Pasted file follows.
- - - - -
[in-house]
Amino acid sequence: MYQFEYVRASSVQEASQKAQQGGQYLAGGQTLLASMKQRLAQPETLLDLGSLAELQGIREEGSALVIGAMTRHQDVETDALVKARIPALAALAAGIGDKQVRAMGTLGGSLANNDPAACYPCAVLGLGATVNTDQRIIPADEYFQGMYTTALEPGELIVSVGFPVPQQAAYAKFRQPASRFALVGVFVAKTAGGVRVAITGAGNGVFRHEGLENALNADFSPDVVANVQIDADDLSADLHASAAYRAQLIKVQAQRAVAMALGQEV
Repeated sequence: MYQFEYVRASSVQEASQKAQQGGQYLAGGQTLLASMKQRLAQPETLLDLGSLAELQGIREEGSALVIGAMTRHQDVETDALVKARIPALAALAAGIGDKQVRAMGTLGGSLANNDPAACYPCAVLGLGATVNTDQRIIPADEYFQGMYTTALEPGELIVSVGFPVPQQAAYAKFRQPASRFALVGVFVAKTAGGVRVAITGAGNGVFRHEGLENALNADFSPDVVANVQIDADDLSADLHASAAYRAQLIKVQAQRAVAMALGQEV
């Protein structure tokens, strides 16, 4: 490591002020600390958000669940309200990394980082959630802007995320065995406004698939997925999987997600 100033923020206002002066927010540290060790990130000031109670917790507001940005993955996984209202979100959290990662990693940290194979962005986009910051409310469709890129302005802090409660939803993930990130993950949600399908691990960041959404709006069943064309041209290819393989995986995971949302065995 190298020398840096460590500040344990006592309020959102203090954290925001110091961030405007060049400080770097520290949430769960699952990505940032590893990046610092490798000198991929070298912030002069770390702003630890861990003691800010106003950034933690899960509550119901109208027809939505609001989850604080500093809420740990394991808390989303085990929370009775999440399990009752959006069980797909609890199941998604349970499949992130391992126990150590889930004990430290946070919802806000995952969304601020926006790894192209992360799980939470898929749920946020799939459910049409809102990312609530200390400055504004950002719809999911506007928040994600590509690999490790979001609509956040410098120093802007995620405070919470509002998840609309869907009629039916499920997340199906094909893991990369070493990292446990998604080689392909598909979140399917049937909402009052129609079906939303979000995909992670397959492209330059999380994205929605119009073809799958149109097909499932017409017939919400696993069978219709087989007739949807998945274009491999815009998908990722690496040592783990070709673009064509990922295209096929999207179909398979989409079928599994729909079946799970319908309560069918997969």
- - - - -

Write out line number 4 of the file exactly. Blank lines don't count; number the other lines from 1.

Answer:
């Protein structure tokens, strides 16, 4: 490591002020600390958000669940309200990394980082959630802007995320065995406004698939997925999987997600 100033923020206002002066927010540290060790990130000031109670917790507001940005993955996984209202979100959290990662990693940290194979962005986009910051409310469709890129302005802090409660939803993930990130993950949600399908691990960041959404709006069943064309041209290819393989995986995971949302065995 190298020398840096460590500040344990006592309020959102203090954290925001110091961030405007060049400080770097520290949430769960699952990505940032590893990046610092490798000198991929070298912030002069770390702003630890861990003691800010106003950034933690899960509550119901109208027809939505609001989850604080500093809420740990394991808390989303085990929370009775999440399990009752959006069980797909609890199941998604349970499949992130391992126990150590889930004990430290946070919802806000995952969304601020926006790894192209992360799980939470898929749920946020799939459910049409809102990312609530200390400055504004950002719809999911506007928040994600590509690999490790979001609509956040410098120093802007995620405070919470509002998840609309869907009629039916499920997340199906094909893991990369070493990292446990998604080689392909598909979140399917049937909402009052129609079906939303979000995909992670397959492209330059999380994205929605119009073809799958149109097909499932017409017939919400696993069978219709087989007739949807998945274009491999815009998908990722690496040592783990070709673009064509990922295209096929999207179909398979989409079928599994729909079946799970319908309560069918997969």